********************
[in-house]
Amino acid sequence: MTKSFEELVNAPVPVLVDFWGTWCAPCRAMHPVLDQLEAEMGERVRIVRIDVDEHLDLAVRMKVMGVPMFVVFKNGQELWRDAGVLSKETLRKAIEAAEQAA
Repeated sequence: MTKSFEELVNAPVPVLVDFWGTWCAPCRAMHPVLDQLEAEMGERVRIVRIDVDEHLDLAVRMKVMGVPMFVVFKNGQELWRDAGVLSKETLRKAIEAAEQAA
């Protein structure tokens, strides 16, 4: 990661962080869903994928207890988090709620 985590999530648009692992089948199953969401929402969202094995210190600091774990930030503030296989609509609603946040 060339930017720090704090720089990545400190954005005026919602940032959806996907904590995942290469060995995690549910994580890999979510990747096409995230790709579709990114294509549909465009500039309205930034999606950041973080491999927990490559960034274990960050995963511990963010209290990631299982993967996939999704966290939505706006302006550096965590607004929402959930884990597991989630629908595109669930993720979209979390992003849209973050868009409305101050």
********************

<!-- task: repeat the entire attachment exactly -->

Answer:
[in-house]
Amino acid sequence: MTKSFEELVNAPVPVLVDFWGTWCAPCRAMHPVLDQLEAEMGERVRIVRIDVDEHLDLAVRMKVMGVPMFVVFKNGQELWRDAGVLSKETLRKAIEAAEQAA
Repeated sequence: MTKSFEELVNAPVPVLVDFWGTWCAPCRAMHPVLDQLEAEMGERVRIVRIDVDEHLDLAVRMKVMGVPMFVVFKNGQELWRDAGVLSKETLRKAIEAAEQAA
């Protein structure tokens, strides 16, 4: 990661962080869903994928207890988090709620 985590999530648009692992089948199953969401929402969202094995210190600091774990930030503030296989609509609603946040 060339930017720090704090720089990545400190954005005026919602940032959806996907904590995942290469060995995690549910994580890999979510990747096409995230790709579709990114294509549909465009500039309205930034999606950041973080491999927990490559960034274990960050995963511990963010209290990631299982993967996939999704966290939505706006302006550096965590607004929402959930884990597991989630629908595109669930993720979209979390992003849209973050868009409305101050």